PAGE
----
In GW1 there are many skills that are niche – or just plain trash – but at least they all compete aginst each other to ensure at least a small measure of merit.
    In Rifts lots of skills are twinned to make souls self-sufficient even when it’s patently obvious they’d be more efficient as a single soul (e.g. Nightblade Conceal = Assassin Stealth), and to justify the soul trees there are countless padding skills & abilities of mind-boggling narrowness & mathematical dryness (e.g. “Your Precept of Refuge increases your Block by an additional 1%”).

    Aside from the bold declaration not to even try “over” balancing the whole messy affair, the Rifts build system sounds to me like a watered down counterpart to the GW1 system with copious timesinks introduced to both form & reform builds.
    It’d have been nice to learn from the mistakes of GW1 – as we’re all hoping GW2 successfully has – rather than marrying them to an old-school tree system…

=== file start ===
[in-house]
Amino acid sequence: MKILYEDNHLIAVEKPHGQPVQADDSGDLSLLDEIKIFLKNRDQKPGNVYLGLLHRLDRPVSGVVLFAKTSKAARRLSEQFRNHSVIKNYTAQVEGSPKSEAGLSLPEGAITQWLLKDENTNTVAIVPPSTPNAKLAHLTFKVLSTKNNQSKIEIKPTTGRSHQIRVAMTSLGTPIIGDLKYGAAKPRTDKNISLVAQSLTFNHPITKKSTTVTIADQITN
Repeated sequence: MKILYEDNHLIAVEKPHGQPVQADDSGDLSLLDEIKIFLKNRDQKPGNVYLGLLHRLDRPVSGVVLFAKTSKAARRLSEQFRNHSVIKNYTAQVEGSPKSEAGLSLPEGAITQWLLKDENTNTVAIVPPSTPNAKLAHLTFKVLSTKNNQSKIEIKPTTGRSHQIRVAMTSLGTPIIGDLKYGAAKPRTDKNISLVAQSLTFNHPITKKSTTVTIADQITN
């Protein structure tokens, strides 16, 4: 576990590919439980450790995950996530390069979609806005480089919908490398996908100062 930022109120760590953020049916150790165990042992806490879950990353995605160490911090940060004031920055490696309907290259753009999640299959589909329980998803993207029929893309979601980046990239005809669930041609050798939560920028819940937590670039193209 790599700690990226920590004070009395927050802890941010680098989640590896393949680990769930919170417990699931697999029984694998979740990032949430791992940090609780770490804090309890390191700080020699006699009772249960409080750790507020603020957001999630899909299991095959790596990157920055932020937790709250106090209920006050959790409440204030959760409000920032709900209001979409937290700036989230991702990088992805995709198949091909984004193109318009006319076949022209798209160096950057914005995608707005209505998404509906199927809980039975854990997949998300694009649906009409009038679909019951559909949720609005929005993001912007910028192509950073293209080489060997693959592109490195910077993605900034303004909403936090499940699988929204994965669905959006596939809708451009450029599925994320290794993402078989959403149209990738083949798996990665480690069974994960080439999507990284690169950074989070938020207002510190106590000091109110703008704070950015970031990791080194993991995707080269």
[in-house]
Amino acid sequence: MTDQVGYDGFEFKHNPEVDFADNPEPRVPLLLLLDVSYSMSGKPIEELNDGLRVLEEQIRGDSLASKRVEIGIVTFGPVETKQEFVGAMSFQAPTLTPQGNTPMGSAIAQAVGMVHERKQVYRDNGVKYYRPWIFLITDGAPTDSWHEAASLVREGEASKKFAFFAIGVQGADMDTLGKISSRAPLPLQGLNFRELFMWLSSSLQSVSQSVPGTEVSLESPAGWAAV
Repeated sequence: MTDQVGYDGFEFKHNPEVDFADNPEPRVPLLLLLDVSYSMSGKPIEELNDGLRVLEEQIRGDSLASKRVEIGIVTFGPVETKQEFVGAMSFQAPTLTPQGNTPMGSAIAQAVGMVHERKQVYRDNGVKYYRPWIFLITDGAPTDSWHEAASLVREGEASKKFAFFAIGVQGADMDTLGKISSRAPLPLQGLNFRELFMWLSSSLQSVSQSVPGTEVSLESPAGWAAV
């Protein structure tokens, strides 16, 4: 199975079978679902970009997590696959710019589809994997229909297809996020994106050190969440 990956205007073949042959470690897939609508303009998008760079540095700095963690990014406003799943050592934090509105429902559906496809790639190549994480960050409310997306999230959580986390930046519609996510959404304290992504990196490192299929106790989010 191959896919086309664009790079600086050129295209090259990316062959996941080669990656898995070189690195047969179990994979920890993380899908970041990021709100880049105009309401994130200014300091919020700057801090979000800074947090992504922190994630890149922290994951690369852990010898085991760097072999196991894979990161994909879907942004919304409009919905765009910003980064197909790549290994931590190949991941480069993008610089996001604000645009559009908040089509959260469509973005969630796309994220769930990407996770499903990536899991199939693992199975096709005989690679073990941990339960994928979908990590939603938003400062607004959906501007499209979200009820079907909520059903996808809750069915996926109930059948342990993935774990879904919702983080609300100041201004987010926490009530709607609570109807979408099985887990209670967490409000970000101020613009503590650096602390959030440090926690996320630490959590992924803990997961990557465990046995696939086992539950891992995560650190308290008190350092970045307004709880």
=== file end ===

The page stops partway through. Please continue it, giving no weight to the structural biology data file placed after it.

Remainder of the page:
And don’t even get me started on the screaming inefficiency of form, taken to new heights of dev masochism; it’s like making a ranger twin because you want ranger carrying cool crossbows rather than bows, then putting that whole twin skillset in a blender because you want to affix fire/poison/weevils to everything to justify why there’re now 2 ranger classes with no functional necessity behind them!
    Flomp?! ^_^

    *GW1 professions = Rifts callings, not souls which are more analogous to GW1 attributes.

  4. The min/maxed cookie cutter specs are good for a reason. Why would you want a sub par build in a group fight or cutting-edge raid content?

    That said, good builds are ignored because you can’t measure the effectiveness becasue too often, important metrics like damage absorbed, cleanse/de-curse, amount player was healed and the impact of group buffs on dps etc… is never calculated or shown.

    Usually the only stats we see are dps, healing, killing blows and deaths, with maybe a few more.

    I’d like to see either a) no stats, or preferably b)full stats so that the real impact of non cookie cutter hps/dps builds could be measured.

Comments are closed.